Finally, the time had come to return to work inside the bus. I know the major systems are what make the "house" part of the bus actually work and are realistically the most important (which is why we spend so much time on them), but actually seeing the living part of the bus come to life is so much more motivating.
It is often said that the kitchen is the heart of a home. Well, our kitchen is also the laundry room and technically part of our living room/school room/office/dining room/game room/master bedroom, so it most definitely is the heart of the bus. That’s what we are sharing in this post - the humble beginnings of a bus kitchen.
To begin with, we had to build some kitchen walls. The sidewall of the kitchen is also the front of the pocket door “pocket”. Luckily, before we installed the back wall of the “pocket”, we traced it out on another sheet of plywood so when the time came to build the front, all we had to do was cut it out and install. We didn’t have to refigure out all the curves. That was a quick beginning to the kitchen.
Next, we planned for the back wall that the kitchen cabinets will hang on. The wall will partially cover a large window, so we had to create a spacer to keep the wall slightly off the window. If we ever need to replace that window, we will need access to the inside to mount the rubber gasket.
For kitchen cabinets, we decided to take the easy road here and use IKEA cabinets. We absolutely could have built these cabinets ourselves, but we bought these a long time ago before we really knew what kind of building we would be capable of. The hinges, soft-close hardware, and fun cabinet fronts, plus all the great reviews of Ikea kitchen cabinets, made these an easy choice.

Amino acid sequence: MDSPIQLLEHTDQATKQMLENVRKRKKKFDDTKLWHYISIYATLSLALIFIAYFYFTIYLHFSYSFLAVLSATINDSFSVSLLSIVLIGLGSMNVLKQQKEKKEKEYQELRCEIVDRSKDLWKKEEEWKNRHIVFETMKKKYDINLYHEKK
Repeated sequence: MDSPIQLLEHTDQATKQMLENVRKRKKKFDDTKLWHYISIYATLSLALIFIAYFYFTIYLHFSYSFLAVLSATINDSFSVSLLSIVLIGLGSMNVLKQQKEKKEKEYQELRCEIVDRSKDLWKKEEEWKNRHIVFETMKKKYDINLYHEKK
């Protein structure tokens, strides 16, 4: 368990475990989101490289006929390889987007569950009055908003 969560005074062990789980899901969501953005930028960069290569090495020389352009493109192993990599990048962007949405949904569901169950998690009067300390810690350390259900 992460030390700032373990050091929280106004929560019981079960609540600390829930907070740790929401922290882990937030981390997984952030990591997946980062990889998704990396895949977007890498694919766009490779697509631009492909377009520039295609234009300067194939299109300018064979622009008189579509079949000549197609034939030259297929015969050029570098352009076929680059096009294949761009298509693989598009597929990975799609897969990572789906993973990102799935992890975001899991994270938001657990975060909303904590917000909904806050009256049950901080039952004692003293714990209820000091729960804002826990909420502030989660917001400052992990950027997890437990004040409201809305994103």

Even though we weren’t quite ready to install the cabinets yet, we had to go ahead and get the carcasses put together so we could see how everything would line up. This helped us determine the exact height of the wall. Then we were able to go ahead and preinstall the IKEA cabinet rail onto our wall before we installed the wall into the bus. We also were able to plan for an electrical outlet that will be in the cabinets but will have to be recessed into that wall.
Once we had the walls installed and cabinet placement figured out, we were able to start the kitchen drain plumbing. A long time ago, we plumbed the beginnings of the drain down into our waste tank, but it only went so far as an elbow up into the bus. After determining exactly where the sink cabinet and washing machine would be positioned along our kitchen wall, we were able to work on plumbing those drain lines. We were sure to put some spacers under the pipe to create a slight angle down toward the elbow that drains into the waste tank.
None of the pretty parts of the kitchen were in quite yet, but simply creating that “shell” with the walls and basic plumbing lines gave us a glimpse of how the kitchen would feel. Next up: Kitchen Pex supply plumbing and installing the IKEA cabinets.
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